Distinct Growth Responses of Tundra Soil Bacteria to Short-Term and Long-Term Warming

Jeffrey R. Propster, Egbert Schwartz, Michaela Hayer, Samantha Miller, Victoria Monsaint-Queeney, Benjamin J. Koch, Ember M. Morrissey, Michelle C. Mack, Bruce A. Hungate

Research output: Contribution to journalArticlepeer-review

4 Scopus citations


Increases in Arctic temperatures have thawed permafrost and accelerated tundra soil microbial activity, releasing greenhouse gases that amplify climate warming. Warming over time has also accelerated shrub encroachment in the tundra, altering plant input abundance and quality, and causing further changes to soil microbial processes. To better understand the effects of increased temperature and the accumulated effects of climate change on soil bacterial activity, we quantified the growth responses of individual bacterial taxa to short-term warming (3 months) and long-term warming (29 years) in moist acidic tussock tundra. Intact soil was assayed in the field for 30 days using 18O-labeled water, from which taxon-specific rates of 18O incorporation into DNA were estimated as a proxy for growth. Experimental treatments warmed the soil by approximately 1.5°C. Short-term warming increased average relative growth rates across the assemblage by 36%, and this increase was attributable to emergent growing taxa not detected in other treatments that doubled the diversity of growing bacteria. However, long-term warming increased average relative growth rates by 151%, and this was largely attributable to taxa that co-occurred in the ambient temperature controls. There was also coherence in relative growth rates within broad taxonomic levels with orders tending to have similar growth rates in all treatments. Growth responses tended to be neutral in short-term warming and positive in long-term warming for most taxa and phylogenetic groups co-occurring across treatments regardless of phylogeny. Taken together, growing bacteria responded distinctly to short-term and long-term warming, and taxa growing in each treatment exhibited deep phylogenetic organization. IMPORTANCE Soil carbon stocks in the tundra and underlying permafrost have become increasingly vulnerable to microbial decomposition due to climate change. The microbial responses to Arctic warming must be understood in order to predict the effects of future microbial activity on carbon balance in a warming Arctic. In response to our warming treatments, tundra soil bacteria grew faster, consistent with increased rates of decomposition and carbon flux to the atmosphere. Our findings suggest that bacterial growth rates may continue to increase in the coming decades as faster growth is driven by the accumulated effects of long-term warming. Observed phylogenetic organization of bacterial growth rates may also permit taxonomy-based predictions of bacterial responses to climate change and inclusion into ecosystem models.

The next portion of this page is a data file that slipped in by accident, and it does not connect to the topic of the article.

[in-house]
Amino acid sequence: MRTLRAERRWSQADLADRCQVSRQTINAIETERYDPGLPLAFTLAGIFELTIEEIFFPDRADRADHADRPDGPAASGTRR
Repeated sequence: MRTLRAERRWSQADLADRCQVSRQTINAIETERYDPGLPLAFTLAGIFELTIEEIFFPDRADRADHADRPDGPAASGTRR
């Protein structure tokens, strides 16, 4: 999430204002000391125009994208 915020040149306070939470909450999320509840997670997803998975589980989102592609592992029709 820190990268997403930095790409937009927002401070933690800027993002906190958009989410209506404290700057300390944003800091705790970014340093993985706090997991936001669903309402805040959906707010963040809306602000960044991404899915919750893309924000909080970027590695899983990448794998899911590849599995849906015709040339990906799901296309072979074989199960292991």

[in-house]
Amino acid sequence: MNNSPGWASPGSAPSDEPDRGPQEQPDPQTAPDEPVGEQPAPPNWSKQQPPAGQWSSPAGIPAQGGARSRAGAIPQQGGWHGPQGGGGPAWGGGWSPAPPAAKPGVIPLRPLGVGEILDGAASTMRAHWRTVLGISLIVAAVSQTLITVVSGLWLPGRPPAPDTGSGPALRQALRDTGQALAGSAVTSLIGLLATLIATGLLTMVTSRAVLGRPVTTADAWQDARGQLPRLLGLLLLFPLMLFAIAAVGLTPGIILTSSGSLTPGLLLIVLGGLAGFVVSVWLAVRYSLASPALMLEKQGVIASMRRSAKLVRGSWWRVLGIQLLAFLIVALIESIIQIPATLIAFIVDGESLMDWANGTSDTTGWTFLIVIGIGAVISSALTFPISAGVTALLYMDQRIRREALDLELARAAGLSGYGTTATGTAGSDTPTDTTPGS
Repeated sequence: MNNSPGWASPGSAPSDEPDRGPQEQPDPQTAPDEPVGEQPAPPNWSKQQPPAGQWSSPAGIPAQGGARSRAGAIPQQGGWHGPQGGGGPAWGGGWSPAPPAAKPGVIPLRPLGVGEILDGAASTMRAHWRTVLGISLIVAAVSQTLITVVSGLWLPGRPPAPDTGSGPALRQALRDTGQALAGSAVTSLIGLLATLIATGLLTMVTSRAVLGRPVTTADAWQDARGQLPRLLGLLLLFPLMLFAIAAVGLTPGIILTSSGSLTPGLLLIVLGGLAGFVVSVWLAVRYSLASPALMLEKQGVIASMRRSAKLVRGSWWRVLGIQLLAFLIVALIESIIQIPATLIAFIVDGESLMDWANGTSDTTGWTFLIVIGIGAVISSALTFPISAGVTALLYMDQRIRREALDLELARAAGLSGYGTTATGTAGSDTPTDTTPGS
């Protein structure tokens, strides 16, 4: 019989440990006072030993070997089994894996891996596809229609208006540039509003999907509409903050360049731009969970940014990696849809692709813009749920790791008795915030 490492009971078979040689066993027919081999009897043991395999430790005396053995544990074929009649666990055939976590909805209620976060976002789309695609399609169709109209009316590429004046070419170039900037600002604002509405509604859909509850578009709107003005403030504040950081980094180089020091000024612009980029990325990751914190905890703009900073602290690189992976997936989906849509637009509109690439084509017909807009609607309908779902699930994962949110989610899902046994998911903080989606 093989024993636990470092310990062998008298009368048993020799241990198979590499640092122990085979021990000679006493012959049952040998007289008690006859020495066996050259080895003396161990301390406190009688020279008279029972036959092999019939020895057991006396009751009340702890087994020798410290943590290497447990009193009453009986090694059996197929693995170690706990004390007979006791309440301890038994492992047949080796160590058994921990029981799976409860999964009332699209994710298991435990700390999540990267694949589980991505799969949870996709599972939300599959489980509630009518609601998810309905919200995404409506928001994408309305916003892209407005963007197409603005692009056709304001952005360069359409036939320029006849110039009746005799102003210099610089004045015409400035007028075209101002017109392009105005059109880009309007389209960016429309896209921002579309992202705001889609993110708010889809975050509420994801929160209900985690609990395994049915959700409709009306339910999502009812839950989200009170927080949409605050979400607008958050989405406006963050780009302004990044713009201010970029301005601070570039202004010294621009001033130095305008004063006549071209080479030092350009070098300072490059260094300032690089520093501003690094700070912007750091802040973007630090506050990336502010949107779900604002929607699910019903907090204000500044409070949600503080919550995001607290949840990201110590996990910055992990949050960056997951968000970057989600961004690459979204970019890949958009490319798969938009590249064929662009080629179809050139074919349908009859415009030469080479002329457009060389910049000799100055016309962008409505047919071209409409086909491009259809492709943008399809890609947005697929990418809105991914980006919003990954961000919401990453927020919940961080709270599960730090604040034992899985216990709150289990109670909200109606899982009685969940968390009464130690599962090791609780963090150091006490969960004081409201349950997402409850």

Original languageEnglish (US)
Pages (from-to)e0154322
JournalApplied and Environmental Microbiology
Issue number3
StatePublished - Mar 29 2023


  • Arctic tundra
  • Toolik LTER
  • climate change
  • field qSIP
  • phylogenetic signal
  • soil bacterial growth

ASJC Scopus subject areas

  • Applied Microbiology and Biotechnology
  • Food Science
  • Biotechnology
  • Ecology


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